Mark Zuckerberg wants us to live in the internet, not just look at it

Is the next phase of the internet dawning? Mark Zuckerberg thinks so. And according to the Facebook founder, there are “hundreds of billions of dollars” to be had.

After seventeen years of living as Facebook Inc., the parent company of Facebook, Whatsapp and Instagram changes its name to Meta. The well-known apps will keep their name, but CEO Mark Zuckerberg says he wants to be fully committed to what he sees as the next phase of the internet: the metaverse.

After seventeen years of living as Facebook Inc., the parent company of Facebook, Whatsapp and Instagram changes its name to Meta. The well-known apps will keep their name, but CEO Mark Zuckerberg says he wants to fully focus on what he sees as the next phase of the internet: the metaverse. In the metaverse, social interaction takes place in a three-dimensional virtual world, which users prefer. experience through virtual reality glasses. In that new internet, Zuckerberg writes in an open letter, we will put on a hologram and teleport to the office without having to commute, attend a concert with friends, or curl up on our parents’ sofas to catch up. In short: soon we will live in the internet, and not just look at it. Working, studying, going out, shopping: Mark Zuckerberg wants his company to capitalize on a much wider range of human activities. Zuckerberg says he wants to “go beyond what is already possible today, beyond the limitations of screens, beyond the boundaries of distance and physics, and towards a future where everyone can be together, create new opportunities and experience new things.” . It’s a future that goes beyond one company and will be created by all of us.” Facebook – or rather: Meta – made an extensive video explaining the metaverse. Below is an excerpt from it: The metaverse, conceived by science fiction writer Neal Stephenson in 1992, has been speculated for decades. Zuckerberg has said for some time now that he expects that in the coming years “people will no longer see us as primarily a social media company, but as a metaverse company.” The metaverse is now priority number one. Of course, Zuckerberg wouldn’t go down this road if he didn’t see an opportunity to make his business even more profitable. For example, Meta is going to put on the market refined VR glasses to experience the metaverse that would cost considerably more than the 299 dollars of an earlier version. Zuckerberg says he hopes that one billion people will get started with it. Meta is also working on fitness accessories for metaverse workouts. In the metaverse, users will be able to purchase outfits for their avatar, or hologram, and digital artwork to hang on the wall in their virtual home – and much more. According to 37-year-old Zuckerberg, the new internet would convert ‘hundreds of billions of dollars’ worth of e-commerce. The change of course comes at a controversial time for the company. As apparent from Monday’s $9.2 billion quarterly profit, Facebook is still a cash machine, but at the same time it suffers from an existential problem: teenagers are turning their backs on the platform en masse. Teens and young adults find the platform outdated and dated, according to leaked internal memos, and they prefer the video app TikTok. Zuckerberg wants to make young people his main target again, he says. If the elderly fall by the wayside as a result, so be it, it sounds. In the coming years, the company will spend tens of billions to get the metaverse off the ground. Within five to ten years, the concept would become mainstream. “We believe the metaverse will become the successor to the mobile internet,” said Zuckerberg. Facebook is also in the midst of a PR crisis, another one. Since the Cambridge Analytica scandal in 2018, the company’s image has been seriously damaged. Recently, former product manager Frances Haugen also leaked thousands of internal documents showing Facebook’s lax use of hate speech on its platforms. Particularly in non-English speaking regions, there is a glaring lack of moderators to tackle hate speech and polarization, Knack reported, among others. ‘Facebook shows time and again that profit takes precedence over safety. Angry, hateful, polarizing content erodes our trust in fellow citizens and tears our society apart,” Haugen said in the interview program 60 Minutes. According to a leaked internal report, Instagram knows that the app can harm the self-esteem of young people, especially teenage girls. People’s representatives increasingly say that Facebook has become too big and that it must be split into several companies before it grows into a real monopoly. It remains to be seen whether the name change will change public opinion. Harsh criticism is heard from some quarters. For example, the progressive MP Alexandria Ocasio-Cortez responded via Twitter that ‘Meta’ stands for a ‘cancer that metastasizes into a worldwide propaganda machine that serves authoritarian regimes for profit.’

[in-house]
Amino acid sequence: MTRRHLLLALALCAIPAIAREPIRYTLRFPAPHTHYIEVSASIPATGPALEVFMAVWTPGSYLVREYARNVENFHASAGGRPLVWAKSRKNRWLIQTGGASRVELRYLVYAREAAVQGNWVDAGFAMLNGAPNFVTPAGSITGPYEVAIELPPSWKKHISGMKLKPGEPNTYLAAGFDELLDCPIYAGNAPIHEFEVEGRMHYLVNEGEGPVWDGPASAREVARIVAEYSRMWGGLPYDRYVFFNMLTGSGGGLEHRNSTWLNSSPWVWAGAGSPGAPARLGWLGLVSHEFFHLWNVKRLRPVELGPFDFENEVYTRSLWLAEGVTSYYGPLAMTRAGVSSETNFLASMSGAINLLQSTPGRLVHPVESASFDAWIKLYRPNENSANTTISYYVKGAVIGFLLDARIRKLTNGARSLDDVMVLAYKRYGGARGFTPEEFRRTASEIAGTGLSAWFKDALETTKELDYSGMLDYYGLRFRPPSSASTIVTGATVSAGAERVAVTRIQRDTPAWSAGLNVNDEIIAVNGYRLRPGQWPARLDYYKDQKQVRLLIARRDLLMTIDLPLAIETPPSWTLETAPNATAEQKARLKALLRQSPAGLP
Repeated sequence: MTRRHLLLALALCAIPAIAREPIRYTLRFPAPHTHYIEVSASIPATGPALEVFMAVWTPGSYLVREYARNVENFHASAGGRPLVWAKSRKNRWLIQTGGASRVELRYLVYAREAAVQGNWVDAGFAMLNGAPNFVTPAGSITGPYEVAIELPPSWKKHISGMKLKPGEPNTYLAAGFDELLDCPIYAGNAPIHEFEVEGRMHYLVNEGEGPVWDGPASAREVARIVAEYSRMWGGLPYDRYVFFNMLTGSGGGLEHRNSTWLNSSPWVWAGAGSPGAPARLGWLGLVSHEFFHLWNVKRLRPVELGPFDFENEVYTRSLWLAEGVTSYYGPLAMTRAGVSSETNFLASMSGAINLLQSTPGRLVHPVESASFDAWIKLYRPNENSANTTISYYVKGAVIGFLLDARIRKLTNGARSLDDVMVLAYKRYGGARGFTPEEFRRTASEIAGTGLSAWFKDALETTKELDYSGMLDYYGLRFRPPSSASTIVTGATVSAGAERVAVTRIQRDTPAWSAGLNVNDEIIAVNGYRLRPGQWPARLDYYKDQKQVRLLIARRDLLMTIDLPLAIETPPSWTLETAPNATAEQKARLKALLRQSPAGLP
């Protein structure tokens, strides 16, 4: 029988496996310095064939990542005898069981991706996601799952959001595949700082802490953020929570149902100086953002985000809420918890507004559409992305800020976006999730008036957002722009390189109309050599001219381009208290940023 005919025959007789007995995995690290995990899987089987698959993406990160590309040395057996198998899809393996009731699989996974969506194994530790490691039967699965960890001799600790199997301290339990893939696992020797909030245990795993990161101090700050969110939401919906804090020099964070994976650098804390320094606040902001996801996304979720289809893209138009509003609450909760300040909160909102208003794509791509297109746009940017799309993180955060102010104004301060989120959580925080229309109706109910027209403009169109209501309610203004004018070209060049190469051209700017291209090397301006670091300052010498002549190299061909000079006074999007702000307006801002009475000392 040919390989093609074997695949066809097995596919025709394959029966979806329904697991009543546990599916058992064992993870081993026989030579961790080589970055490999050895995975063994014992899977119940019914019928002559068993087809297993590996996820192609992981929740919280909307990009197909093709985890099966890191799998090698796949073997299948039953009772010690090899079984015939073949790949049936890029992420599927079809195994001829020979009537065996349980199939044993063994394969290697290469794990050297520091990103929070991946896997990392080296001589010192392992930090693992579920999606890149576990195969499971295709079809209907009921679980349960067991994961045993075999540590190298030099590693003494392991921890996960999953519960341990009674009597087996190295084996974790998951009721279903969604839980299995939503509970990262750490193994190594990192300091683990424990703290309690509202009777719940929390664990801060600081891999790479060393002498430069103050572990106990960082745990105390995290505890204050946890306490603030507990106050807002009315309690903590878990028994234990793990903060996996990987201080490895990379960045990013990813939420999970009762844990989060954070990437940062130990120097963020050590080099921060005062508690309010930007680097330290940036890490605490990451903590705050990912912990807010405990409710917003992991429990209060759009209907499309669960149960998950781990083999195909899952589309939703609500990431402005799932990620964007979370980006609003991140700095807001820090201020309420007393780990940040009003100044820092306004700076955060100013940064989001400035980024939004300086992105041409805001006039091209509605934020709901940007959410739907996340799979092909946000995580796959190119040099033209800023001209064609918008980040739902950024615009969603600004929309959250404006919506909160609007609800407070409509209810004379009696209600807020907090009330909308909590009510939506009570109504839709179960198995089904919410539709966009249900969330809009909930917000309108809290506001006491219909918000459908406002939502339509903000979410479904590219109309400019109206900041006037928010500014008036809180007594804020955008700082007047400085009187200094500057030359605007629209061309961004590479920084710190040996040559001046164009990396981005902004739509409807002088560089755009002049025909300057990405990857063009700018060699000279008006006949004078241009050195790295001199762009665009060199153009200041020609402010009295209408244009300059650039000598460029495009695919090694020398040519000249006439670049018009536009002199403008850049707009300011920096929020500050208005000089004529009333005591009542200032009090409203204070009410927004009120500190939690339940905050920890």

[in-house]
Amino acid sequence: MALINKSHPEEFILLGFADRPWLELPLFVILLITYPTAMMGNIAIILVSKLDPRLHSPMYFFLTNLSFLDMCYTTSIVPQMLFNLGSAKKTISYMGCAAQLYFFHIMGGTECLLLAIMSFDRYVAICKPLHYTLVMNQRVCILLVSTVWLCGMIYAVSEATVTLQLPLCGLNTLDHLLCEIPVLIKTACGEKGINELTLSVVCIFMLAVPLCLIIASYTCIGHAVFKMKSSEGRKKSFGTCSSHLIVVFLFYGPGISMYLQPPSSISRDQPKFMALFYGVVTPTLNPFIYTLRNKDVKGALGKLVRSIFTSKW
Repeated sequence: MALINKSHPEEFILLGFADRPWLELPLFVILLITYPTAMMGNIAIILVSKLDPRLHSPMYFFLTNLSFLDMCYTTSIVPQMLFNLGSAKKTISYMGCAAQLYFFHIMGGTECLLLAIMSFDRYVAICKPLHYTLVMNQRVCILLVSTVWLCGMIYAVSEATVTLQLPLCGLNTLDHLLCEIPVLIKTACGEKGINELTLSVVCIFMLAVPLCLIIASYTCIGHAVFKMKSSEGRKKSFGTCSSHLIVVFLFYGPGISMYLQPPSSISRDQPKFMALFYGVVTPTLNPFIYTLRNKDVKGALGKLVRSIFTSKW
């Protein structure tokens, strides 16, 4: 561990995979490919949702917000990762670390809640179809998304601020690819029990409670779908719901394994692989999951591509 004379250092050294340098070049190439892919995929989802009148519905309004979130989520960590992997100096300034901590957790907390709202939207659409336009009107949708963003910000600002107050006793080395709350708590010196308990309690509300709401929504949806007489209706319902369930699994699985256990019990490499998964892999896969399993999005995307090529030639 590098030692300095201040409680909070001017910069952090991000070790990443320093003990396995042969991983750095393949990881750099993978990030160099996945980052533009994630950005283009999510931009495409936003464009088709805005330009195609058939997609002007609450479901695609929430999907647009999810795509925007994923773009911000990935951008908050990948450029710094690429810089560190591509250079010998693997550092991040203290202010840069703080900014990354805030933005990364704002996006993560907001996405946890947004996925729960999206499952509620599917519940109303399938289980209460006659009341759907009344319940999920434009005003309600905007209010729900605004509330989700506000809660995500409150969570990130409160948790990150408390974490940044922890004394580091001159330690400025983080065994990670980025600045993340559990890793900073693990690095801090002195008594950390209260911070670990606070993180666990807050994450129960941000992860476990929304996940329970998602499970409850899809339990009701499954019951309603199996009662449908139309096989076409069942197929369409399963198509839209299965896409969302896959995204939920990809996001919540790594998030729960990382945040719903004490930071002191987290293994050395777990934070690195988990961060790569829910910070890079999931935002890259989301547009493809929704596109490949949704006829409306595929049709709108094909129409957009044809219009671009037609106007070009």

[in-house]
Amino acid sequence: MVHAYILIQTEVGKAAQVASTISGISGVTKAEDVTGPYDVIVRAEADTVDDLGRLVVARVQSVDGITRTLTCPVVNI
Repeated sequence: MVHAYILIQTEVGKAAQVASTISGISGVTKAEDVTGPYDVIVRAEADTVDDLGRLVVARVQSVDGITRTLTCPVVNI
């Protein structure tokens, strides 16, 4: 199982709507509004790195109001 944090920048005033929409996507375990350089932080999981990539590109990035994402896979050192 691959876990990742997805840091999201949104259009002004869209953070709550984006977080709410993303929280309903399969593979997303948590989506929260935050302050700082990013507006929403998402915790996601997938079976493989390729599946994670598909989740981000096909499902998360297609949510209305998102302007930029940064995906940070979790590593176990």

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Mark Zuckerberg wants us to live in the internet, not just look at it

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